Canadian Pacific announced in November that it plans to acquire Norfolk Southern in a $28.4 billion deal that will create the largest railway system in North America. Canadian Pacific and Norfolk Southern play a big part in transporting crude oil from North Dakota to refineries located on the East Coast. The acquisition could result in one uninterrupted path from North Dakota to the coast. However, some critics are worried that this acquisition could result in something else – crude by rail catastrophes.
Canadian Pacific’s recent public announcement regarding the acquisition has raised safety concerns among environmental groups, elected officials, and people residing along the railway. Despite many attempts from officials, including the Federal Railroad Administration, the railroad company will not produce bridge inspection records due to alleged “security concerns.” What’s alarming about its refusal to produce inspection documents is the fact that crude by rail incidents involving spills, fires, and even deaths are happening regularly.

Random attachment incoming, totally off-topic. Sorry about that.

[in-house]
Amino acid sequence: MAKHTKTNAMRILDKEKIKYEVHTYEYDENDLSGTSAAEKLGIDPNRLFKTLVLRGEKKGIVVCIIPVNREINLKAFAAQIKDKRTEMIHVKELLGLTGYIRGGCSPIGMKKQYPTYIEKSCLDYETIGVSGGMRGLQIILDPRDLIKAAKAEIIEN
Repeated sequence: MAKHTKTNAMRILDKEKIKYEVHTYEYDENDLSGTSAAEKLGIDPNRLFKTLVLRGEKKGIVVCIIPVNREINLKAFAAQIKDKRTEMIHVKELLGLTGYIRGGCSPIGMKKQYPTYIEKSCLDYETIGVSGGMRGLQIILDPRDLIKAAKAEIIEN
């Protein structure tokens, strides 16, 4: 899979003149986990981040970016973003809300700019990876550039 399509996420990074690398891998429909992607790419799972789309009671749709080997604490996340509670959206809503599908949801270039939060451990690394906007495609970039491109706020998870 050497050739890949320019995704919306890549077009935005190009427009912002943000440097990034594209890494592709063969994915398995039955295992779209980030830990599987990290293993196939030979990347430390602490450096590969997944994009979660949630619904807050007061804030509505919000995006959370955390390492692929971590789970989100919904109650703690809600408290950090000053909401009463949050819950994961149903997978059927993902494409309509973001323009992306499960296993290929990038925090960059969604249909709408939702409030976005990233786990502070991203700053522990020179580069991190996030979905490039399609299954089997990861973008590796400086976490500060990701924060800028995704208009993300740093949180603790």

Just last month, two Canadian Pacific trains derailed in Watertown, Wisconsin, not even one week a part from each other. On November 8, thirteen cars derailed, spilling 500 gallons of oil, and on November 11, another train derailed at the exact spot where the first incident occurred. Fortunately, no Watertown residents were injured.
Canadian Pacific trains are crossing decaying bridges across North America daily, some of which are almost 100 years old. The company claims that these bridges are safe and that there is no reason for the public to be alarmed.
Railway companies conduct bridge inspections under the Federal Railroad Administration’s supervision; however, the results of these inspections are often kept confidential.
In 2015, ten derailments occurred in North America, each resulting in a spill or fire. In 2013, a train derailed in Quebec, which leveled several buildings and resulted in 47 deaths.